Review of Sonivo Induction Speaker
The speaker comes in matte black plastic and measures 12.5cm by 6.9 cm by 4.4cm, which makes for a very compact little box. It’s not exactly something you can throw in your pocket, but it’s great for throwing in a backpack. Admittedly, it’s more bulky than the rounded speakers you’ll see like the X-Mini II or Veho 360BT.
The speaker is stupidly simple to use, there’s just a power switch. It doesn’t even have a volume control as it just amplifies its input source. If you like to have fine control over everything you may not like this. However, it saves you having to think about the multiplicative nature of having two volume controls.
The unique selling point of this speaker is of course its inductive input. By this, I mean that all you have to do is lay your smartphone or other portable media player (e.g. an iPod) on top and the sound from your device’s speaker is carried into and amplified by the Sonivo speaker.
If you understand anything about electronics, you’ll understand the principal of electromagnetic induction – and that this is how speakers work. For those who don’t – when a current is passed through a wire coil it creates a magnetic field, which can move a permanent magnet. It’s like when you get two bar magnets and they’ll either mutually attract or repel each other. In speakers the magnet pushes and pulls on the speaker cone and that then creates sound.
This makes it ridiculously easy to get the sound from your portable device into the induction speaker. There’s no Bluetooth (or Wifi) pairing and there’s no cables. In case you’re wondering if this is really NFC – i.e. near field communications with tap-to-pair Bluetooth – no, it isn’t. It’s completely analogue tech.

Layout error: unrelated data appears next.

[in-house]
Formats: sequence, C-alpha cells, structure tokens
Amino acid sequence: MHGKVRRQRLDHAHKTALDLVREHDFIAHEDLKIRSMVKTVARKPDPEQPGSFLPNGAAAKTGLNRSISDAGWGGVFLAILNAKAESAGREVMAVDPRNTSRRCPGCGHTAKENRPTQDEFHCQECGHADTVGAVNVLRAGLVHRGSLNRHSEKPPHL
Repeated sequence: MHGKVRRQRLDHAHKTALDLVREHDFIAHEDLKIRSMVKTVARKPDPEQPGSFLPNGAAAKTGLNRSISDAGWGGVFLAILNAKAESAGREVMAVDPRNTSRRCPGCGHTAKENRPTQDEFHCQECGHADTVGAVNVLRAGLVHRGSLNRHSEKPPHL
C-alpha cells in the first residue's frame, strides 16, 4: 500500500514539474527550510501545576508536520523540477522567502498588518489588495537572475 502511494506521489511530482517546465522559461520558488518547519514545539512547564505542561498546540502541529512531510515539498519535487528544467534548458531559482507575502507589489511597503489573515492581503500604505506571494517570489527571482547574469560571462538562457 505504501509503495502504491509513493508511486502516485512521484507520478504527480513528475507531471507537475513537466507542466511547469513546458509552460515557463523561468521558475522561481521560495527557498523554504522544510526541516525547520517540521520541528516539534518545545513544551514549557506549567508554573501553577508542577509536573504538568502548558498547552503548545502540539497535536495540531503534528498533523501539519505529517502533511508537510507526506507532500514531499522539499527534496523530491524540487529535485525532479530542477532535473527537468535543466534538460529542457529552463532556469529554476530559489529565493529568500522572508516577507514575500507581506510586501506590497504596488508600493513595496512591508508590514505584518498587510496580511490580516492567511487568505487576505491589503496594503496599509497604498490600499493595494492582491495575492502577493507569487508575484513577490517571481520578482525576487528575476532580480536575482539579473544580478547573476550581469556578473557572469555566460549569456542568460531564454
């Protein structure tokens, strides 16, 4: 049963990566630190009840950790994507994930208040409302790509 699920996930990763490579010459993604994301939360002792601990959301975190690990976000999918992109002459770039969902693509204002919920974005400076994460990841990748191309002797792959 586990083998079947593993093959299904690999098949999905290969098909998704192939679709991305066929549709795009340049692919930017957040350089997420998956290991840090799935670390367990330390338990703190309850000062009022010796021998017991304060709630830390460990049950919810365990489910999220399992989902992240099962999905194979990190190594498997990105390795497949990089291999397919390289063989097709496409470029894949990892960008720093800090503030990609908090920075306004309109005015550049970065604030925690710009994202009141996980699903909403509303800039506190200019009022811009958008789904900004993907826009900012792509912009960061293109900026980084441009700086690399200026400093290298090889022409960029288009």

That means this is actually fun to use, and you can even carry it around your house, just pick the pair of devices together and go into another room.
If you’re thinking that this sounds too good to be true – it is. The unique selling point of induction input means that the speaker is terribly susceptible to interference. We’re all familiar with the interference that mobile phones can have on audio equipment. Unfortunately, the Sonivo induction speaker not only picks up the audio from the speaker, but it picks up the digital signals from the phone’s cellular radios, which is pretty unpleasant.
All is not lost though, because the speaker also has a 3.5mm audio input socket and there’s an auxiliary audio cable supplied too. That way you can leave it on your desk and hook it up to your laptop to enjoy much better sound than laptops can manage on their own.
One last point, is that the speaker has an internal battery which is charged via a Mini USB port. I don’t know why portable speakers all seem to use Mini USB – it would make far more sense to use Micro USB so that they could be charged from smartphone chargers!